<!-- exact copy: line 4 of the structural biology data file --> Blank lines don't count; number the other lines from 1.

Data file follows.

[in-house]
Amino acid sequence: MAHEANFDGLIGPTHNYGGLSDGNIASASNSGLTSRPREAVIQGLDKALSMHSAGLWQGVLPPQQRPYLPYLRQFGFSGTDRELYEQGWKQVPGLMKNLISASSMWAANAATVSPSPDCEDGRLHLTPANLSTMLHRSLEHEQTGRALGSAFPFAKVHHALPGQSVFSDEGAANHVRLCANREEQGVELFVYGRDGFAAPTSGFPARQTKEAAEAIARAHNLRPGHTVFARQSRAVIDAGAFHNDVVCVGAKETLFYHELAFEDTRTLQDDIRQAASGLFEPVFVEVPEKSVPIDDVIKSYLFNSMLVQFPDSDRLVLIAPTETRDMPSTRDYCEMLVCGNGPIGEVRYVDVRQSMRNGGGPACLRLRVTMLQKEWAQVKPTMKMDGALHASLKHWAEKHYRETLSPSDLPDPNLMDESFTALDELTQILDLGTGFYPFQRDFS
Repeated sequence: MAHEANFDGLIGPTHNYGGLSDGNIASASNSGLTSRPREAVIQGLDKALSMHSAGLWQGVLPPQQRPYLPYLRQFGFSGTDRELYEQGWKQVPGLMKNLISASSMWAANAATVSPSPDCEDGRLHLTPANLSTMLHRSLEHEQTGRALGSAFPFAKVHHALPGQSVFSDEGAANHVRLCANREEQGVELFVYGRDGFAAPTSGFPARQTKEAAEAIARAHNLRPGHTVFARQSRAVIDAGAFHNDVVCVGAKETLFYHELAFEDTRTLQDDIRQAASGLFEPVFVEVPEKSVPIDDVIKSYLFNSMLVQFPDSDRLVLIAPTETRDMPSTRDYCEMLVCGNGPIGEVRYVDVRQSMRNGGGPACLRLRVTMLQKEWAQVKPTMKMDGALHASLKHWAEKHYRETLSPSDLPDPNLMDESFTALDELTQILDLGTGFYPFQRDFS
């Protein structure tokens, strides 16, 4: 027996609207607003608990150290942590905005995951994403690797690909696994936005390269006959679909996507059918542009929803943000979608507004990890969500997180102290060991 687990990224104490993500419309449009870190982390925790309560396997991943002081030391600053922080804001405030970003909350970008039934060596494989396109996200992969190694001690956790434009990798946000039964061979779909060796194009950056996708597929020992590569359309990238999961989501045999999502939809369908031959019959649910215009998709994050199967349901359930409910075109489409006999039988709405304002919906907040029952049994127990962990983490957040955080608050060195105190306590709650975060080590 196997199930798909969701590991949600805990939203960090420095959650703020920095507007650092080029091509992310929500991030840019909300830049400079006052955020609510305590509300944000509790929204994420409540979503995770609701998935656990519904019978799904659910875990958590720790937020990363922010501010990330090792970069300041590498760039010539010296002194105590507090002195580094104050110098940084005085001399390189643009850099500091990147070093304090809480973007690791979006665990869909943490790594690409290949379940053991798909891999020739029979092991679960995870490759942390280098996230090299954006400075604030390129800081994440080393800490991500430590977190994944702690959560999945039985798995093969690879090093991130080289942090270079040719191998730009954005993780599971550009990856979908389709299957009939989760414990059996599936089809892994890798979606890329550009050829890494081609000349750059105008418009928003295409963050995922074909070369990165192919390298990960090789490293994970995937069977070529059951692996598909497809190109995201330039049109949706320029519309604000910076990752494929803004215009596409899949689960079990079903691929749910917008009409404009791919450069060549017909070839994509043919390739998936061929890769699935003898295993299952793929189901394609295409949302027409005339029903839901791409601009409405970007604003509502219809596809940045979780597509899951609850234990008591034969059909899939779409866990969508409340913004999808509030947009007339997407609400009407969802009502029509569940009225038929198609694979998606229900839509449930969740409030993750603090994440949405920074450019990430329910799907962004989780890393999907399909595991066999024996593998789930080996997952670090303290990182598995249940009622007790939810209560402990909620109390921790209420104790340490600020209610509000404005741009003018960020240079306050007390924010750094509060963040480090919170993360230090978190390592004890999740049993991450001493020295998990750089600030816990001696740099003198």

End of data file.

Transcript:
């Protein structure tokens, strides 16, 4: 027996609207607003608990150290942590905005995951994403690797690909696994936005390269006959679909996507059918542009929803943000979608507004990890969500997180102290060991 687990990224104490993500419309449009870190982390925790309560396997991943002081030391600053922080804001405030970003909350970008039934060596494989396109996200992969190694001690956790434009990798946000039964061979779909060796194009950056996708597929020992590569359309990238999961989501045999999502939809369908031959019959649910215009998709994050199967349901359930409910075109489409006999039988709405304002919906907040029952049994127990962990983490957040955080608050060195105190306590709650975060080590 196997199930798909969701590991949600805990939203960090420095959650703020920095507007650092080029091509992310929500991030840019909300830049400079006052955020609510305590509300944000509790929204994420409540979503995770609701998935656990519904019978799904659910875990958590720790937020990363922010501010990330090792970069300041590498760039010539010296002194105590507090002195580094104050110098940084005085001399390189643009850099500091990147070093304090809480973007690791979006665990869909943490790594690409290949379940053991798909891999020739029979092991679960995870490759942390280098996230090299954006400075604030390129800081994440080393800490991500430590977190994944702690959560999945039985798995093969690879090093991130080289942090270079040719191998730009954005993780599971550009990856979908389709299957009939989760414990059996599936089809892994890798979606890329550009050829890494081609000349750059105008418009928003295409963050995922074909070369990165192919390298990960090789490293994970995937069977070529059951692996598909497809190109995201330039049109949706320029519309604000910076990752494929803004215009596409899949689960079990079903691929749910917008009409404009791919450069060549017909070839994509043919390739998936061929890769699935003898295993299952793929189901394609295409949302027409005339029903839901791409601009409405970007604003509502219809596809940045979780597509899951609850234990008591034969059909899939779409866990969508409340913004999808509030947009007339997407609400009407969802009502029509569940009225038929198609694979998606229900839509449930969740409030993750603090994440949405920074450019990430329910799907962004989780890393999907399909595991066999024996593998789930080996997952670090303290990182598995249940009622007790939810209560402990909620109390921790209420104790340490600020209610509000404005741009003018960020240079306050007390924010750094509060963040480090919170993360230090978190390592004890999740049993991450001493020295998990750089600030816990001696740099003198």